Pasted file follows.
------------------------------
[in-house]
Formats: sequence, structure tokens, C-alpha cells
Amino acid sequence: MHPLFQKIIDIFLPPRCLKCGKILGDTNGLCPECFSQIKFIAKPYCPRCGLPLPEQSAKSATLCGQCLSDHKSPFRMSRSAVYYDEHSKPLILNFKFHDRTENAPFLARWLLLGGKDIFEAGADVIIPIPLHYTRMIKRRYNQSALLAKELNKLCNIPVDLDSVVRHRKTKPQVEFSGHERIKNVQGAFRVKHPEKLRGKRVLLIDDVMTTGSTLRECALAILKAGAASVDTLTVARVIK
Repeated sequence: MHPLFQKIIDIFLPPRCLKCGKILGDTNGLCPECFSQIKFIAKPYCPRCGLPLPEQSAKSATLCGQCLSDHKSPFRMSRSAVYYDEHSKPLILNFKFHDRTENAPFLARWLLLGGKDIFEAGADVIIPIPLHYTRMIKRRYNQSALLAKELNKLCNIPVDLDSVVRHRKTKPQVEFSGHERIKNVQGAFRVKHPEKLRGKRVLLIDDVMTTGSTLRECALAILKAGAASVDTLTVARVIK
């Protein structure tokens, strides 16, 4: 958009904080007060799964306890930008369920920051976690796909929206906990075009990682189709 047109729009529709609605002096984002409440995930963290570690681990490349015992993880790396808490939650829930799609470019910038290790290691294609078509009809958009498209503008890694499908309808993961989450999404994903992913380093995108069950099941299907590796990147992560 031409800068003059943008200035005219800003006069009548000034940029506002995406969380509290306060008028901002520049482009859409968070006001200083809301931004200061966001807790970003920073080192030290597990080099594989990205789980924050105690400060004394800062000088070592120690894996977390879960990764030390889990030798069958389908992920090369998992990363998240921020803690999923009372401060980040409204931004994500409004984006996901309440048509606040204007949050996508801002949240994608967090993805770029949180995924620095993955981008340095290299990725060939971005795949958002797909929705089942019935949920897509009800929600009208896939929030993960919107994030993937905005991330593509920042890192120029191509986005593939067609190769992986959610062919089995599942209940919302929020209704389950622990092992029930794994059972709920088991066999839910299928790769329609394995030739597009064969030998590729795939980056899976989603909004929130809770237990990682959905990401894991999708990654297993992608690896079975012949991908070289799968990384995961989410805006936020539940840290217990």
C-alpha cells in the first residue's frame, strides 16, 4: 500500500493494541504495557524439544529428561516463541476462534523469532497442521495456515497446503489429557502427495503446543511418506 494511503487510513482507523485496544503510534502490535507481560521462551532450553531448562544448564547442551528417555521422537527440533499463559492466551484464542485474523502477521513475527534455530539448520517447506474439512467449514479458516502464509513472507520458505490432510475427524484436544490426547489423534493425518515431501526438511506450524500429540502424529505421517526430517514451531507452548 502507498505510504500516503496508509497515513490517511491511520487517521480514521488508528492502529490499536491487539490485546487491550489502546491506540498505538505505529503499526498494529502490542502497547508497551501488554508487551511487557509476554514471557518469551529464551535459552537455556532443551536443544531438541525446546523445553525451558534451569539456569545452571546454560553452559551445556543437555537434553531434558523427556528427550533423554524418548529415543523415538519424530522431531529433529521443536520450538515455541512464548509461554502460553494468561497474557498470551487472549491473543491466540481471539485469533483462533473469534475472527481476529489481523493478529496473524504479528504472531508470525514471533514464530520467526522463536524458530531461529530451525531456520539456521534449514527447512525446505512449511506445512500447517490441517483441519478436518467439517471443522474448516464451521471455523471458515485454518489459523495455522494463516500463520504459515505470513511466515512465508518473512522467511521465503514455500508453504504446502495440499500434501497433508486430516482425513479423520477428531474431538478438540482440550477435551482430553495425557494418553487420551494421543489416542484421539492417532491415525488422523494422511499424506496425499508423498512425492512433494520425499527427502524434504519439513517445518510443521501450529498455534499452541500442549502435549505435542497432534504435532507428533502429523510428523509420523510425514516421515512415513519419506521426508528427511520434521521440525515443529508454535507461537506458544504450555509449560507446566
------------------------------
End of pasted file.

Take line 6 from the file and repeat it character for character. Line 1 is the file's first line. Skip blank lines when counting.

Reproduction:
C-alpha cells in the first residue's frame, strides 16, 4: 500500500493494541504495557524439544529428561516463541476462534523469532497442521495456515497446503489429557502427495503446543511418506 494511503487510513482507523485496544503510534502490535507481560521462551532450553531448562544448564547442551528417555521422537527440533499463559492466551484464542485474523502477521513475527534455530539448520517447506474439512467449514479458516502464509513472507520458505490432510475427524484436544490426547489423534493425518515431501526438511506450524500429540502424529505421517526430517514451531507452548 502507498505510504500516503496508509497515513490517511491511520487517521480514521488508528492502529490499536491487539490485546487491550489502546491506540498505538505505529503499526498494529502490542502497547508497551501488554508487551511487557509476554514471557518469551529464551535459552537455556532443551536443544531438541525446546523445553525451558534451569539456569545452571546454560553452559551445556543437555537434553531434558523427556528427550533423554524418548529415543523415538519424530522431531529433529521443536520450538515455541512464548509461554502460553494468561497474557498470551487472549491473543491466540481471539485469533483462533473469534475472527481476529489481523493478529496473524504479528504472531508470525514471533514464530520467526522463536524458530531461529530451525531456520539456521534449514527447512525446505512449511506445512500447517490441517483441519478436518467439517471443522474448516464451521471455523471458515485454518489459523495455522494463516500463520504459515505470513511466515512465508518473512522467511521465503514455500508453504504446502495440499500434501497433508486430516482425513479423520477428531474431538478438540482440550477435551482430553495425557494418553487420551494421543489416542484421539492417532491415525488422523494422511499424506496425499508423498512425492512433494520425499527427502524434504519439513517445518510443521501450529498455534499452541500442549502435549505435542497432534504435532507428533502429523510428523509420523510425514516421515512415513519419506521426508528427511520434521521440525515443529508454535507461537506458544504450555509449560507446566